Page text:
Additionally, the magnetometer can be used as attitude determination sensor. While the information about the satellite’s position is provided by the GPS, the measured magnetic flux density vector is compared with the onboard Earth’s magnetic field model and the spacecraft’s attitude is derived. The fundamental measurement principle can be expressed as

B=A·Bmodel (3.1)

where B = [Bx, By, Bz]T is the measured magnetic field vector by the magnetometer, Bmodel= [Bxmodel, Bymodel, Bzmodel]T is the magnetic field model vector in Earth-fixed coordinates and Ais the attitude matrix which represents the orientation of the satellite body-fixed frame with respect to the Earth-fixed frame. Equation 3.1 is solved using a Kalman filter (Psiakiet al., 1990). In addition, the magnetometer attitude determination necessarily requires determination of the magnetometer bias and scaling factors (Crassidis et al., 2005).

From the magnetometer measurement, both the attitude and attitude rate can be estimated with an accuracy of a few deg. The magnetometer-based attitude accuracy is limited by the artificial magnetic fields generated by the spacecraft itself and by the accuracy of the onboard Earth’s magnetic field model and by the accuracy of the magnetometer bias and scaling factors.

Therefore, the magnetometer attitude data are used only in combination with CESS in the coarse pointing mode in case the IMU cannot be used.

3.2.3 Inertial measurement unit

The IMU provides spacecraft’s attitude rate about all three axes with high accuracy. It consists of three interferometric fiber optic gyroscopes which are mounted with their sensitive axes perpendicularly to each other. The IMU is pictured in Figure 3.5. The measurement principle is based on Sagnac effect, which occurs when a light beam propagates around a closed path in a frame that rotates with respect to the inertial frame (Jekeli, 2001). The fundamental equation for the phase shift due to the Sagnac effect is given by (Blockley and Shyy, 2010)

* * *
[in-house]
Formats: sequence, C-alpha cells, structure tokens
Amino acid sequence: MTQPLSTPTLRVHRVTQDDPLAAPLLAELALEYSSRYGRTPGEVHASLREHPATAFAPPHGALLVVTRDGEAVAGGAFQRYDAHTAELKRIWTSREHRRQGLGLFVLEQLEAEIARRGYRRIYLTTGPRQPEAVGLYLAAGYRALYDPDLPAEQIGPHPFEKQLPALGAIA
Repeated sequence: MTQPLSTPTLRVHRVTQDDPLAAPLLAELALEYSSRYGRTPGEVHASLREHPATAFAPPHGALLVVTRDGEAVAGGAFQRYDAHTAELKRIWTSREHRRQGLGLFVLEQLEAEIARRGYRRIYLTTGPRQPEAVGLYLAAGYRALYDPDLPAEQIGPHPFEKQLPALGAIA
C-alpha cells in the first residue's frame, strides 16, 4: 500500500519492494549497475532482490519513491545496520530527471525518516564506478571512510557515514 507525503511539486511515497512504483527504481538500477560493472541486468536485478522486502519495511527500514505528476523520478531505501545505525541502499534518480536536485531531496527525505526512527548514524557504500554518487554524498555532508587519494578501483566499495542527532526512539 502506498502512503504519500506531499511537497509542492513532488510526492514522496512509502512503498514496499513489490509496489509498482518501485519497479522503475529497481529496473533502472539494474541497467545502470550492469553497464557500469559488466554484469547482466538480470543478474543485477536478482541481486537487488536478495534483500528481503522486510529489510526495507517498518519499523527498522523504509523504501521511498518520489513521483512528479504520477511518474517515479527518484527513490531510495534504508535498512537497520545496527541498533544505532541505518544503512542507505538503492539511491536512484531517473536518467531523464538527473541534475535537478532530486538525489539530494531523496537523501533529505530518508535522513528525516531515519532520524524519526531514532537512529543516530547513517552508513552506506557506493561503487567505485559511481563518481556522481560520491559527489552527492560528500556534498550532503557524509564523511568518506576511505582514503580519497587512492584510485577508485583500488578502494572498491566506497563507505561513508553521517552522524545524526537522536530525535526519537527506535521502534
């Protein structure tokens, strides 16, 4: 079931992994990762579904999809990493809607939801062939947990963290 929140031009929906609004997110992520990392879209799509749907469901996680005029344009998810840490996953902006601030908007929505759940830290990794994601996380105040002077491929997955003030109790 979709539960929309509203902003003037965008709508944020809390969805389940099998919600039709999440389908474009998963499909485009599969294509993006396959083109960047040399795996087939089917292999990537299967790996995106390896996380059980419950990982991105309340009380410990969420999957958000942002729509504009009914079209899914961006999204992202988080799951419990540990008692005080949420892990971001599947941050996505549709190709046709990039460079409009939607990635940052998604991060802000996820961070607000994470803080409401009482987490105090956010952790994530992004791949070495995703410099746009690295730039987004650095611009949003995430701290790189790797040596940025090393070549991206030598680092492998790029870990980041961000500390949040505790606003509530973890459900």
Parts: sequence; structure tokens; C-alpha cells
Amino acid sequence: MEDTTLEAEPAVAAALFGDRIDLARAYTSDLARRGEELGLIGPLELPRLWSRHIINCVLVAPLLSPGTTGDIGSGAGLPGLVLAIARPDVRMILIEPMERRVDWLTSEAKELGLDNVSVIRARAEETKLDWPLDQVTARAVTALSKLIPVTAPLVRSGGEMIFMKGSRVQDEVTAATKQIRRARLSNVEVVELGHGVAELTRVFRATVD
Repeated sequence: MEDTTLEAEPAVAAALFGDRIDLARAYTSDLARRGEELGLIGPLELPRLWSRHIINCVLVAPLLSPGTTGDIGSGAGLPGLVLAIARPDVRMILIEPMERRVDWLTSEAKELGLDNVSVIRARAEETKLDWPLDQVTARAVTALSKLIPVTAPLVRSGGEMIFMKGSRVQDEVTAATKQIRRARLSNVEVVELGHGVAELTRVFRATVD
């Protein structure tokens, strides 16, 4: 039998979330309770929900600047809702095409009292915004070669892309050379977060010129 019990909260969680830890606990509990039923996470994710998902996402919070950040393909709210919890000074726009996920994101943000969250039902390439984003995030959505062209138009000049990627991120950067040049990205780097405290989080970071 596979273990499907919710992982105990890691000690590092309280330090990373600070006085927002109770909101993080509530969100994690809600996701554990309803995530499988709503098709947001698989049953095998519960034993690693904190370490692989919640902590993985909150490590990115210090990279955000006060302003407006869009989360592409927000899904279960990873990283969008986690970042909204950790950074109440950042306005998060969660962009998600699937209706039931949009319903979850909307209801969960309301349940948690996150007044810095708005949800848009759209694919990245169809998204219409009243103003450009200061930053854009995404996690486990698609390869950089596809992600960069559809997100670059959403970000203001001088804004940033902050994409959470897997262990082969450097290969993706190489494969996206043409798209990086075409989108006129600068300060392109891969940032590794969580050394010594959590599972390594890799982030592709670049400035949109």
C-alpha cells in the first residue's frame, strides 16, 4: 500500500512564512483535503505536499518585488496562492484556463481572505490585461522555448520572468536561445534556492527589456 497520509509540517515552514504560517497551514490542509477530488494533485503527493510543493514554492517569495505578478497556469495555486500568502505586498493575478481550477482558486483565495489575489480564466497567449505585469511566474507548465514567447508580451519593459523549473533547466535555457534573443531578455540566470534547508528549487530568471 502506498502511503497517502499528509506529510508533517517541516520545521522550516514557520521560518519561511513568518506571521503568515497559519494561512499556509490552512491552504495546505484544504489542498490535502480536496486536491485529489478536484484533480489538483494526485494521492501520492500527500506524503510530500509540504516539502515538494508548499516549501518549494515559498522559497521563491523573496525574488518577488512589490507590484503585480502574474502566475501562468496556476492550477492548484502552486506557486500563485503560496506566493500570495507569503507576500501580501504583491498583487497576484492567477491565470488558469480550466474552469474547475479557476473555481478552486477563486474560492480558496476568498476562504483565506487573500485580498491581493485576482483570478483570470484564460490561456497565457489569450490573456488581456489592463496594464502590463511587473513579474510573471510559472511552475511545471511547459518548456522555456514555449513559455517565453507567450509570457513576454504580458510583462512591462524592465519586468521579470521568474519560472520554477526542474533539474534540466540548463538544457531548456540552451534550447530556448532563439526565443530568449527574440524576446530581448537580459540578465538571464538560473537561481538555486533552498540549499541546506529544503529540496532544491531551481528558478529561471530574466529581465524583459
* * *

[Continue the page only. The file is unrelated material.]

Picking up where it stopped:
φ= 2πLD

λc ω (3.2)

(a)Bx (b)By

(c) Bz

Figure 3.4:The vector components of the the Earth’s magnetic flux densityBin SRF frame (cf. Appendix A.5) as sensed by the magnetometer onboard GRACE-A; shown for the ascending orbit only, Jan 1st-18th, 2008


L ... length of the optical fiber

D ... average diameter of the coil of optical fiber c ... speed of light

λ ... wavelength of the laser light

ω ... angular rate about the axis perpendicular to the coil

The angular rates determined by the IMU are characterized by their high accuracy in high frequency band. However, their accuracy in low frequency band is limited by the stability of bias and scaling factors. The measurement resolution is limited to 0.01 mrad· s−1, cf.

Figure 3.6. As the IMU provides information about the relative spacecraft orientation, it is used in combination with sensors which provide the absolute inertial attitude of the spacecraft.

It is used in the back-up operational modes for improvement the attitude information provided by CESS or the star cameras. Also, in case of short outages, the last measured valid attitude data are extrapolated using the IMU angular rates (Hermanet al., 2004). Unfortunately, the IMU onboard GRACE-A failed right after launch in 2002 and there is no redundant IMU available onboard. The IMU on GRACE-B is still functional, however, it is operating only when the satellite is switched to one of the back-up operational modes, which happens rather rarely compared to the operation in science mode.

Figure 3.5:Inertial measurement unit as pictured by Northrop Grumman (2013)

Figure 3.6: Time series of the angular rates measured by the IMU on GRACE-B on Sep 9th, 2004 and the demonstration of the measurement resolution which is 0.01 mrad·s−1

3.2.4 Star camera

The key and most important attitude determination sensors onboard GRACE are the star cameras. Compared to all other available sensors, the star cameras provide the most accurate information about spacecraft’s attitude. For that reason, the star cameras are set as the main sensor in the fine pointing mode in which the precise inter-satellite pointing is maintained and observations needed for the gravity field recovery are collected. In the scientific literature, several synonyms are used for the star camera such as star tracker or stellar compass, which are all equivalent.

Already the sensor name reveals that the reference objects for the attitude determination are the stars. The very basic concept of the star camera measurement is based on taking a picture of the stars in the field-of-view (FoV) on a charged coupled device (CCD) array, identifying these stars using an onboard star catalog and determining the attitude of the sensor frame with respect to the inertial frame. Onboard GRACE, two star camera heads are mounted pointing towards the port and the starboard panel.

Profound understanding of the star camera characteristics and performance is absolutely essential for the further analysis presented in this thesis. Therefore the following section is dedicated solely to the GRACE star cameras.